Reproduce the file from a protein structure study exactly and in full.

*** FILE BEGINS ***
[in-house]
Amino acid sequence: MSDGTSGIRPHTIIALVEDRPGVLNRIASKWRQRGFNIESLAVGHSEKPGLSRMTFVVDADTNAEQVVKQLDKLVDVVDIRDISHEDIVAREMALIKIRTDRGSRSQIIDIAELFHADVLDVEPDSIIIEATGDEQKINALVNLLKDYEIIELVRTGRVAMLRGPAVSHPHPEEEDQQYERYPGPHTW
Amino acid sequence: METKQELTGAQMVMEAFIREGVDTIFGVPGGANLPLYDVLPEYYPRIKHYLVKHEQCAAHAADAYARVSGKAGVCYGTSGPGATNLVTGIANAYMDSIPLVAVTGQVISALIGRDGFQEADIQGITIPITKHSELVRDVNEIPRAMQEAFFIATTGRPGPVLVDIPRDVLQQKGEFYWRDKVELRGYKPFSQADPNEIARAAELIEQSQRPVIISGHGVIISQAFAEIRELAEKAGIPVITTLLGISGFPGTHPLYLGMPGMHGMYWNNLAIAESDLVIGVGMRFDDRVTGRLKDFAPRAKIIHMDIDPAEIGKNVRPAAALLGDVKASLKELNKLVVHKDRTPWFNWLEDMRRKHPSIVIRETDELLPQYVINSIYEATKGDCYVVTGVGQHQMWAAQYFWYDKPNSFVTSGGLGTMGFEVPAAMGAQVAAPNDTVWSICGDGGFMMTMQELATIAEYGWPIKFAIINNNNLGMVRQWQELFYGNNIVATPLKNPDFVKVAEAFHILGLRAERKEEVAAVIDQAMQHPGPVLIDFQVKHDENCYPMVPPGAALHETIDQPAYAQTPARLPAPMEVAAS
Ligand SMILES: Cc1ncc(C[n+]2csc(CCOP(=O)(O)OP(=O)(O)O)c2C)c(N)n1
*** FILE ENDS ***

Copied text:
[in-house]
Amino acid sequence: MSDGTSGIRPHTIIALVEDRPGVLNRIASKWRQRGFNIESLAVGHSEKPGLSRMTFVVDADTNAEQVVKQLDKLVDVVDIRDISHEDIVAREMALIKIRTDRGSRSQIIDIAELFHADVLDVEPDSIIIEATGDEQKINALVNLLKDYEIIELVRTGRVAMLRGPAVSHPHPEEEDQQYERYPGPHTW
Amino acid sequence: METKQELTGAQMVMEAFIREGVDTIFGVPGGANLPLYDVLPEYYPRIKHYLVKHEQCAAHAADAYARVSGKAGVCYGTSGPGATNLVTGIANAYMDSIPLVAVTGQVISALIGRDGFQEADIQGITIPITKHSELVRDVNEIPRAMQEAFFIATTGRPGPVLVDIPRDVLQQKGEFYWRDKVELRGYKPFSQADPNEIARAAELIEQSQRPVIISGHGVIISQAFAEIRELAEKAGIPVITTLLGISGFPGTHPLYLGMPGMHGMYWNNLAIAESDLVIGVGMRFDDRVTGRLKDFAPRAKIIHMDIDPAEIGKNVRPAAALLGDVKASLKELNKLVVHKDRTPWFNWLEDMRRKHPSIVIRETDELLPQYVINSIYEATKGDCYVVTGVGQHQMWAAQYFWYDKPNSFVTSGGLGTMGFEVPAAMGAQVAAPNDTVWSICGDGGFMMTMQELATIAEYGWPIKFAIINNNNLGMVRQWQELFYGNNIVATPLKNPDFVKVAEAFHILGLRAERKEEVAAVIDQAMQHPGPVLIDFQVKHDENCYPMVPPGAALHETIDQPAYAQTPARLPAPMEVAAS
Ligand SMILES: Cc1ncc(C[n+]2csc(CCOP(=O)(O)OP(=O)(O)O)c2C)c(N)n1